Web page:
Sigrid Hutcheson: Southwest’s lone Independence legislative candidate

Independence Party candidate and Cedar-Isles-Dean resident Sigrid Hutcheson took the campaign call on her cell phone as she drove around Roseville looking for a hotel where her 93-year-old mother could spend the night.

Her mother got caught in a bind regarding state nursing home billing rules, she said (pulling over to park.) Hutcheson's mom had finished a two-week rehabilitation and was getting transferred to a nursing home bed at the same facility.

Hutcheson said her mother had improved and needed fewer services -- but was not eligible for the re-evaluation wherein she could pay less for six months. If she stayed, the private-pay bill would be $215 a day.

After a lengthy talk with nursing home staff, Hutcheson learned that if her mom left for a day and came back the next day, they would re-evaluate her as a new admission -- and the rate would drop by about $75 a day.

Her mom could not stay at Hutcheson's home because of the stairs, so with her mom still at the nursing home, Hutcheson looked for a nearby Embassy Suites.

If she wins her race for State House District 60A, such experiences would shape her agenda.

"I have had to learn an enormous amount about options for seniors in terms of living and how to finance them," she said. "It is a major interest [for me]."

Hutcheson works for a Maryland-based consulting firm reviewing substance abuse and mental health programs. She is running against Democratic incumbent Margaret Anderson Kelliher and Republican challenger Tom Gromacki.

Hutcheson is getting used to dealing with weird state rules. Earlier this fall, the Secretary of State's office booted her and other Independence Party candidates off the ballot under a little-known state law that set voter support thresholds -- minimums the Independence Party did not meet. Hutcheson, the only Independence candidate running in a Southwest district, received 31 votes in the primary.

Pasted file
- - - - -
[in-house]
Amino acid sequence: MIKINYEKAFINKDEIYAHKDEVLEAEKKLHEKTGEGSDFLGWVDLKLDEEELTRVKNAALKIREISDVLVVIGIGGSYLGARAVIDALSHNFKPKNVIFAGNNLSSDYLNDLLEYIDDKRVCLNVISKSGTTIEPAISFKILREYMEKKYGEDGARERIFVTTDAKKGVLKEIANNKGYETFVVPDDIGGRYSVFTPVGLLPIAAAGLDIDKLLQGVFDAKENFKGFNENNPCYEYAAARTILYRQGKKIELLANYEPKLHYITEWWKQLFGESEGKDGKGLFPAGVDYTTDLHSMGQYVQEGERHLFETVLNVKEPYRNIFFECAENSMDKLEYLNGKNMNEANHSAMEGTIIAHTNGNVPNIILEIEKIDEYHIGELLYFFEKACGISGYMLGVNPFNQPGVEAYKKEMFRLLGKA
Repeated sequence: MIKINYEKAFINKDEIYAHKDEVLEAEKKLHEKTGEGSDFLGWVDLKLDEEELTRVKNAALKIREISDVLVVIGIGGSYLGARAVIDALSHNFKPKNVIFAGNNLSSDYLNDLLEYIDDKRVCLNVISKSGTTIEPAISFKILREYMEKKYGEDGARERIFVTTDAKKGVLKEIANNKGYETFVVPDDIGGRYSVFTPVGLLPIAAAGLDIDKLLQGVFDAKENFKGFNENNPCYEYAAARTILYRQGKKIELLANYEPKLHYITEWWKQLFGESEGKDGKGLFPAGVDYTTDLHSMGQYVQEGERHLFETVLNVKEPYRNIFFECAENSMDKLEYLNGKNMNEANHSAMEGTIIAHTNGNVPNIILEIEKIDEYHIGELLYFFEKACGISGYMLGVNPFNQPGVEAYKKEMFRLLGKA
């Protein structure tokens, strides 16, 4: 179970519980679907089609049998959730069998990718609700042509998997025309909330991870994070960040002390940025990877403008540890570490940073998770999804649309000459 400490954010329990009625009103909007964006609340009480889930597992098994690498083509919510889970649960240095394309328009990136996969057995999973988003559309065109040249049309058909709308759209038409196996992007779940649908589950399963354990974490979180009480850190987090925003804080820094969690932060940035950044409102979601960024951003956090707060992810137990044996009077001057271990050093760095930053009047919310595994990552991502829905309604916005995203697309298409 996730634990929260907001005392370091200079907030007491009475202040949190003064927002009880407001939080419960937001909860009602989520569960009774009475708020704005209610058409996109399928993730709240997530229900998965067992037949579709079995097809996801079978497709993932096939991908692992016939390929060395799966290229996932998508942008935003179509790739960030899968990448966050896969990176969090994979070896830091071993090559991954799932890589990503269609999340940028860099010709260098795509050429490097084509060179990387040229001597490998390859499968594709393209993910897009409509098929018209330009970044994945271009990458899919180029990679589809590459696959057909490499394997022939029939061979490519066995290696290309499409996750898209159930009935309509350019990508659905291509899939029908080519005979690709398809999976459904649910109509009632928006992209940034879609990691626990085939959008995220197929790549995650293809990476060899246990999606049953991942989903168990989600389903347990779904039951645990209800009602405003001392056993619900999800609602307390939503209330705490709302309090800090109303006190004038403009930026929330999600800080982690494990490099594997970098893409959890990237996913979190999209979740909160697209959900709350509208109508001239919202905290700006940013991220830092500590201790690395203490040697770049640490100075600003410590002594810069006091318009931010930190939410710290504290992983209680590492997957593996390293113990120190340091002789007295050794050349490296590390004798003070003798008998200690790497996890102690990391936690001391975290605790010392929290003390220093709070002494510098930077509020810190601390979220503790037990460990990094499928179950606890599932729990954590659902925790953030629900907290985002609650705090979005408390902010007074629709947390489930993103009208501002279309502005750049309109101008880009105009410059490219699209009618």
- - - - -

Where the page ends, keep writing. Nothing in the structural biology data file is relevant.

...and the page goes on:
The state Supreme Court ruled the law unconstitutional and reinstated the party. Hutcheson said the election flap cost her some momentum but also rallied people, "because it was so wrong."

Hutcheson decided to run because of the gridlock during the last legislative session, which she said produced little more than a hunting season for doves.

Her idea: Get a modest group of Independence Party representatives to hold down the sensible center, the middle ground, who could serve as the mediators and arbitrators between squabbling Republicans and Democrats, teasing out the good ideas both sides have.

What is the critical mass for such a "modest group"?

"I don't know,' Hutcheson said. "All I know is it is not working the way it is."

If elected, she would work on mental health and substance abuse issues, she said. In her job, she works on a contract funded by the federal Center for Substance Abuse Treatment, which gives states block grant money. She leads a team of experts, helping states improve their substance abuse treatment systems.